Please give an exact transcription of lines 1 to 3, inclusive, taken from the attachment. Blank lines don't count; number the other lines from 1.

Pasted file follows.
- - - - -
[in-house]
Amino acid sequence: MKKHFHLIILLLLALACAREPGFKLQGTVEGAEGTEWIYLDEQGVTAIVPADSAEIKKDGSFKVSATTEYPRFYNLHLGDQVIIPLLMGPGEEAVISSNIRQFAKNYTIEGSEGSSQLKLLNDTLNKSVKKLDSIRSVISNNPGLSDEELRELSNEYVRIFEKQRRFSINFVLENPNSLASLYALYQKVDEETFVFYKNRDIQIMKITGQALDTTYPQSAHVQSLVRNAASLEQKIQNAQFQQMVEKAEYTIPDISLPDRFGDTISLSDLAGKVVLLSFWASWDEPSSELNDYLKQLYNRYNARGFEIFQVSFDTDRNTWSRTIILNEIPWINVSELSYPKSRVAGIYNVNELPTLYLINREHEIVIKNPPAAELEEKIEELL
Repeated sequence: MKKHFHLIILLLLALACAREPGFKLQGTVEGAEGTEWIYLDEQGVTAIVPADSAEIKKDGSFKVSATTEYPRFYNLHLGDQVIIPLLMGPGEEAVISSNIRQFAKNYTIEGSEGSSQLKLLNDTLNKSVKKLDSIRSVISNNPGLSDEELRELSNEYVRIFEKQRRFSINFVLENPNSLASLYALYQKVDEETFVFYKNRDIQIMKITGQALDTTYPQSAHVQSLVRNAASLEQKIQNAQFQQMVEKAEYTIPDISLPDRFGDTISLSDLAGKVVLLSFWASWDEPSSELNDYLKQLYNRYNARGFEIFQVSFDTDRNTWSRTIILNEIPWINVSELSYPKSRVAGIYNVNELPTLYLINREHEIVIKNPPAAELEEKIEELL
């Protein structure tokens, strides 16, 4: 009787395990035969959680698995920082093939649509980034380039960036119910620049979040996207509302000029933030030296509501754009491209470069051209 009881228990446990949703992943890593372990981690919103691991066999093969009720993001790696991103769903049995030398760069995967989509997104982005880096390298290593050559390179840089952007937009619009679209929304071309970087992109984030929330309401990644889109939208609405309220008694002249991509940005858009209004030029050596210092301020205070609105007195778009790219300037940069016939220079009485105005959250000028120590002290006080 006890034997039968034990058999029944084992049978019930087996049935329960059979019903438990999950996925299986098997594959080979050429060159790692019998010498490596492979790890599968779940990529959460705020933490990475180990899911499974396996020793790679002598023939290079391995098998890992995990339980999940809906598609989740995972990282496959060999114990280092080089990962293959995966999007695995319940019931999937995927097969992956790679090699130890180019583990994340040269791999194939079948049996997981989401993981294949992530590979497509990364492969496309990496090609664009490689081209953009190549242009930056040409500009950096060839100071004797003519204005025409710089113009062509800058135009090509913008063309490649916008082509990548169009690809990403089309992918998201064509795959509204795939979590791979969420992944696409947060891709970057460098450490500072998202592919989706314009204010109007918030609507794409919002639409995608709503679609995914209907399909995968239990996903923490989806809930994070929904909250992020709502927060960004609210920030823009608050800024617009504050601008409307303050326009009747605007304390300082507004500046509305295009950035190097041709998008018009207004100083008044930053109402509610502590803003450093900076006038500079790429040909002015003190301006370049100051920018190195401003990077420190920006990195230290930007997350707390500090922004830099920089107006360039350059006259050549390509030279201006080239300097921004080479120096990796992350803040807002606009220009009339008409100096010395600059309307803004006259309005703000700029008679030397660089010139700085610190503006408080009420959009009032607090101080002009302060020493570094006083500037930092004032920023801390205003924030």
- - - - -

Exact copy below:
[in-house]
Amino acid sequence: MKKHFHLIILLLLALACAREPGFKLQGTVEGAEGTEWIYLDEQGVTAIVPADSAEIKKDGSFKVSATTEYPRFYNLHLGDQVIIPLLMGPGEEAVISSNIRQFAKNYTIEGSEGSSQLKLLNDTLNKSVKKLDSIRSVISNNPGLSDEELRELSNEYVRIFEKQRRFSINFVLENPNSLASLYALYQKVDEETFVFYKNRDIQIMKITGQALDTTYPQSAHVQSLVRNAASLEQKIQNAQFQQMVEKAEYTIPDISLPDRFGDTISLSDLAGKVVLLSFWASWDEPSSELNDYLKQLYNRYNARGFEIFQVSFDTDRNTWSRTIILNEIPWINVSELSYPKSRVAGIYNVNELPTLYLINREHEIVIKNPPAAELEEKIEELL
Repeated sequence: MKKHFHLIILLLLALACAREPGFKLQGTVEGAEGTEWIYLDEQGVTAIVPADSAEIKKDGSFKVSATTEYPRFYNLHLGDQVIIPLLMGPGEEAVISSNIRQFAKNYTIEGSEGSSQLKLLNDTLNKSVKKLDSIRSVISNNPGLSDEELRELSNEYVRIFEKQRRFSINFVLENPNSLASLYALYQKVDEETFVFYKNRDIQIMKITGQALDTTYPQSAHVQSLVRNAASLEQKIQNAQFQQMVEKAEYTIPDISLPDRFGDTISLSDLAGKVVLLSFWASWDEPSSELNDYLKQLYNRYNARGFEIFQVSFDTDRNTWSRTIILNEIPWINVSELSYPKSRVAGIYNVNELPTLYLINREHEIVIKNPPAAELEEKIEELL